This week’s Courier includes the results of a reader survey on “the best of” Vancouver. There were quite a few winners on the Drive. Most of the categories were voted on as “east”, “west” and “downtown”; so, except for the first, all the winners below are for “Best Eastside…”
- Italian Day won best Festival city-wide;
- Fratelli’s — Best Bakery;
- St. Augustine’s — Best Pub/bar;
- Vera’s — Best Burger;
- Charlatan — Best Cocktail Bar;
- Saloniki — Best Greek;
- Sula — Best Indian;
- Havana — Best Patio;
- Bandidas Taqueria — Best Working Lunch;
- Dream Cycle — Best Bike Shop;
- Catz Lair — Best Hair Salon;
- Donald’s — Best Produce Store.
Congratulations to them all.
For what it is worth, I agree with the Bakery, Greek, and Patio awards (so long as I could sit in Havana’s patio eating Fet’s food). The others, for my taste, are as follows:
- The Dime — Best Pub/Bar;
- Cannibal — Best Burger;
- Fet’s — Best Working Lunch;
- Tino’s — Best Hair (salon);
- Santa Barbara — Best Produce Store
I suspect I would really like Sula but I haven’t tried it yet. And I don’t have a bike, so ….
Next Monday evening’s GWAC meeting is themed on Transportation Changes in Grandview. It will lead off with a presentation by Lon LaClaire, Manager of Strategic Transportation for the City of Vancouver.
In addition to the viaduct removal proposal, the City is also considering building a Malkin or National Road connector and they may close Prior Street at the CN rail crossing a few blocks west of Clark Drive. Bike lane improvements are also under study; and you can be sure the Streets for Everyone folks will be out in force to discuss that last item.
The meeting is expected to draw a crowd and so this month’s meeting will take place upstairs at the Canuck Family Education Centre, 1655 William, which is the building just to the north of the Grandview Park playground. The start of the meeting will be 7:00pm and everyone is welcome to attend. Hope to see many of you there.
I’m guessing that back in 1969 most of us were too stoned to really listen to the rather morbid lyrics. Still it was a pop song with a great hook, I thought.
I have written before about the asymmetry of power when a small local community group goes up against a developer with his millions, his armies of PR agents and, often enough, the institutional (and taxpayer-funded) power of City Hall. Compared to that vast arsenal, the few dollars that can be collected by donations to the group seem even more puny than David’s legendary slingshot.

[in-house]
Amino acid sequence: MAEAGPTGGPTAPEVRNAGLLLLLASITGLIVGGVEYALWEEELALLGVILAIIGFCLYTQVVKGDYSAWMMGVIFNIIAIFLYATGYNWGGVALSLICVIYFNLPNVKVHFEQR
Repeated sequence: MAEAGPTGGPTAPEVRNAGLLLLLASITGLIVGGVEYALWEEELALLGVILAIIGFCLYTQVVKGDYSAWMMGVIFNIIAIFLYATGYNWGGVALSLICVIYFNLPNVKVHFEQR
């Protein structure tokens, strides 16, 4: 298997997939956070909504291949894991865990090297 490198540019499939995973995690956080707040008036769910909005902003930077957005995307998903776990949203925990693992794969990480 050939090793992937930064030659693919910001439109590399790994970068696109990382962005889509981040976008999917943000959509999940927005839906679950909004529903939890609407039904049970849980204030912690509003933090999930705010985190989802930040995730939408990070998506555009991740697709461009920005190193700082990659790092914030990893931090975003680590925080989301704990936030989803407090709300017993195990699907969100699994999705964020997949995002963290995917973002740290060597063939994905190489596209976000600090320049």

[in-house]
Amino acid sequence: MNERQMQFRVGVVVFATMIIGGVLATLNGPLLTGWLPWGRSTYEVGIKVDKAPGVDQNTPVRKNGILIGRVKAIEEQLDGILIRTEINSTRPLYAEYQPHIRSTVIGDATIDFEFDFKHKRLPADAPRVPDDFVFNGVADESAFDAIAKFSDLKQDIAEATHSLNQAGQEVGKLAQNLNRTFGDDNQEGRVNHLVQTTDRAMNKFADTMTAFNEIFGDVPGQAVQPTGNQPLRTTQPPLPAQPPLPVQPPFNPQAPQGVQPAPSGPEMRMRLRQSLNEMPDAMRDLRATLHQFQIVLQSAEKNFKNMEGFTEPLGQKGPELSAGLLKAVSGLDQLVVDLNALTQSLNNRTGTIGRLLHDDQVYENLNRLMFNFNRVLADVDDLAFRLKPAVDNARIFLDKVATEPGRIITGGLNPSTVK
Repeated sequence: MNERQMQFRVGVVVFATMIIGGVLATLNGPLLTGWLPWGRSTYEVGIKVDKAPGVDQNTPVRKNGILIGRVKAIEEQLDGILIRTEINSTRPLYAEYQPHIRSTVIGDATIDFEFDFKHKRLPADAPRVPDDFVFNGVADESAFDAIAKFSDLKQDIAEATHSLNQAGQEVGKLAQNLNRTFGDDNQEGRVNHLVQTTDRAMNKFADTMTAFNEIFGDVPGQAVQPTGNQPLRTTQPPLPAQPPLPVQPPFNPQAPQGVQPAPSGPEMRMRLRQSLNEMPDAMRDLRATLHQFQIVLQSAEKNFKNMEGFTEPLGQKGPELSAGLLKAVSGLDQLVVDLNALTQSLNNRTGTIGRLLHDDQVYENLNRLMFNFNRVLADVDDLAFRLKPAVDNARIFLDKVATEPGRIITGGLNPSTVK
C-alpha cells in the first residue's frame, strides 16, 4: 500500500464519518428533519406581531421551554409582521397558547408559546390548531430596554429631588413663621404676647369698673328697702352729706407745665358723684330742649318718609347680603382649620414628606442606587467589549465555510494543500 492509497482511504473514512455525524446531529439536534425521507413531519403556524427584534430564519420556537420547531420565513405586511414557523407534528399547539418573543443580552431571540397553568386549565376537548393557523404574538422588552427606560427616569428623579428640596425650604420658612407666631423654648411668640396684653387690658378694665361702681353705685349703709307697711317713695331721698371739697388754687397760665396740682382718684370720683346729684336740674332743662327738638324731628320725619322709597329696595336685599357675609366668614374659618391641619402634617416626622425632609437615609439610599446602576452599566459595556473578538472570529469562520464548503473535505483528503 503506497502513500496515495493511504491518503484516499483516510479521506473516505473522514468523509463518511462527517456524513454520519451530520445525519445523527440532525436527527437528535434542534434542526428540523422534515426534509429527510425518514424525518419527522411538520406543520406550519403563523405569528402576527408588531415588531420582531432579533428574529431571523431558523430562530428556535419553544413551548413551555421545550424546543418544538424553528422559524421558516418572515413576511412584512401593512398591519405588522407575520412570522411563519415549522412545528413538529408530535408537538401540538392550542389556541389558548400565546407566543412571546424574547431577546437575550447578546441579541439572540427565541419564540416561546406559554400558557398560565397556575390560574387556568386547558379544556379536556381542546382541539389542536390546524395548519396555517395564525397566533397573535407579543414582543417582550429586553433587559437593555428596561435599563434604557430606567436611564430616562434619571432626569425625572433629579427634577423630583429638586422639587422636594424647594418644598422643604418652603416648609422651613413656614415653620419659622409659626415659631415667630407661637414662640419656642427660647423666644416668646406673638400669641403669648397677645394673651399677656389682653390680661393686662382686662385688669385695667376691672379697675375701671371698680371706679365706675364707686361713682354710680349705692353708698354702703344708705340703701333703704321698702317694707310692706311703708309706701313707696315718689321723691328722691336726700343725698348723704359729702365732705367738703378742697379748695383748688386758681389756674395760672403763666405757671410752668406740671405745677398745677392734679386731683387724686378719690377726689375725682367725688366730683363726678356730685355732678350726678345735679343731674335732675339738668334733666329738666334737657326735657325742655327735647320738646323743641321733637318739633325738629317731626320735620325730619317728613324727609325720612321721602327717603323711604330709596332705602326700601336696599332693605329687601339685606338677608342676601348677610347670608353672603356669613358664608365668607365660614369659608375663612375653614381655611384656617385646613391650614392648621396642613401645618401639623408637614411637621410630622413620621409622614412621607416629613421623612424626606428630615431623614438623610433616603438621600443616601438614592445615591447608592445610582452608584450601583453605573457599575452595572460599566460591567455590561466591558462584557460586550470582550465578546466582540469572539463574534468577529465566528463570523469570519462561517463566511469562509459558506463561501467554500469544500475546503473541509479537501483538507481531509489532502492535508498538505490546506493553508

However, skill and passionate enthusiasm can overcome a great deal as the No Tower Coalition has proven time and time again. Now, they have managed to produce an intelligent 8-minute video explaining their position.
It is well worth the time!
There is much talk these days among the twitterati about the “need” for an Official Community Plan (OCP) for Vancouver. It seems the main purpose of this is “to remove uncertainty” for the development industry. The fact that this will also remove the ability of community residents to protest unwanted development in any meaningful way is brushed aside or, even considered a value-add to an OCP.
There is often a failure in these discussions to see, or at least to acknowledge, that city building falls within a political/social envelope that is far more important than the daily work of planners and urbanists. But all these ideas are part of political systems and modes of thought, and that background needs to be recognised.
In discussions of politics, I have long ago rejected the so-called left-right continuum; for me, the important structural divide is between centralizers and de-centralizers: those who prefer a top-down decision making process, and those who argue that decisions should flow from the bottom up.
The centralizers, whether they be openly totalitarian or profess some form of broad liberalism, tend to be institution builders – making neighbourhoods subordinate parts of cities, cities subordinate parts of regions, regions subordinate parts of countries, countries subordinate parts of international associations; often with many subdivisions of subordination within each level. These hierarchical institutions always lead to a diminution of the political power of the individual or locality. To illustrate and without having to climb too far up this hierarchy, ask yourself how much power does a Vancouver resident have over the decisions of Metro or Translink, for example?
Clearly I fall into the other camp, believing that power should reside with the smallest possible group. That is not to say there is no place for larger groupings – in urban terms for management of water, sewage, transportation, for example. But these groups should be technical in nature and without separate executive authority. And yes, I believe that consent-building is more important than “efficiency”.
So, to bring this discussion back to the matter of an Official Community Plan for Vancouver, I am not opposed to the creation of an OCP but I am dubious as to how it is to be created under the existing conditions. We live in a city of centralizers and it is clear to me that an OCP developed under such a system will inevitably force neighbourhoods to vacate their decision-making and to conform to the OCP whether they want to or not. I would definitely oppose such an OCP.